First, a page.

One of the things that I love the most about our house is that there is so much light. The entire downstairs is window after window and both of the doors are glass, which is only an inconvenience when there’s someone at the door and you want to check to see who it is before answering. When I woke up this morning, I thought that we had lost power again. Everything was dark and grey and silent. I checked the microwave clock, my surefire test, and it told me the correct time. Alright, I said aloud to myself, we have power. What’s the deal?
I looked out of the window to see…nothing. We live on the marsh, so if someone else has an ounce of fog, we have a pound. The entire back patio was nothing but grey, from the deck to the sky. The outside looked like one big bowl of condensed soup that my spoon would stand straight up in without falling. No rain, no visible condensation, just thick puffs of fog at every window and a really weird feeling in my stomach.
After about ten minutes, it began to rain that thick, heavy, tropical storm rain that we get so often here in Savannah and the fog dissapated. Because I overanalyze everything, I started to think about what I have to do today and how it relates to the rain. This afternoon, I have to announce the cast lists for two different shows, which doesn’t sound so harsh in the grand scheme of things – I’m not sending young men off to war or putting young women in prison camps – but for my community its a huge deal that either elates or depresses. You know how in a movie you can always tell that its the worst day of someone’s life because it starts to rain? I just had this vision of some of these kids sitting inside all day because of the rain, waiting for the phone to ring so that I can tell them the good news and then receiving only disappointment. It isn’t because they aren’t good enough. Really, who is ‘good enough’ anyway?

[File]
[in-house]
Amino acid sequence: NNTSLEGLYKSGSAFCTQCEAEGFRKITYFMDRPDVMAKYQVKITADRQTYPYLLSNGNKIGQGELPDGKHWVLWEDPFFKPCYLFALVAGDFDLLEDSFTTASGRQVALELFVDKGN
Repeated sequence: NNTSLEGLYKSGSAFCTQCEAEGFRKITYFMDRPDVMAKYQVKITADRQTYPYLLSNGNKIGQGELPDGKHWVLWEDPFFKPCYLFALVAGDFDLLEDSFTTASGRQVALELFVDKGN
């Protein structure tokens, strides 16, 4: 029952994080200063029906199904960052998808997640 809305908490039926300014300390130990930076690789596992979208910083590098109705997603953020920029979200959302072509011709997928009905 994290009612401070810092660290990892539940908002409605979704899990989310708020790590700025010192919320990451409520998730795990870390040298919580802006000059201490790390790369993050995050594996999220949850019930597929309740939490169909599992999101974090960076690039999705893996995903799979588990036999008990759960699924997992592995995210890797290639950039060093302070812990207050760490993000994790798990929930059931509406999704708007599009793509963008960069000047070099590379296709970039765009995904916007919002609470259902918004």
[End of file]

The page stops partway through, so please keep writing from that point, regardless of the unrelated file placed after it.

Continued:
I know that in reality, they are surfing the web (hopefully not reading this), blowing things up on their XBoxes or – dream of dreams – reading a book, but to some kid out there, being in this show is their answer to getting away from home for a few hours a day or making new friends. And I just know that even though every one of them is talented, the kids who get leading roles are going to be taken out for ice cream to celebrate while the kids who are in the ensemble will just get a pat on the back, even though they all ran the same obstacle course and deserve the same double-scoop cone.
I don’t like being the bearer of bad news because, invariably, the people who are disappointed reveal so much more emotion than the people that are excited. The ones who are cast feel like they have to stay professional on the phone, so they keep all of their joyful-joyfuls inside until they hang up, while the sad ones just tear up immediately and start asking me for reasons why they weren’t cast. Kids who get the roles they want never ask ‘why.’
Stormy weather makes me think too much.
It also makes my hair pouffy.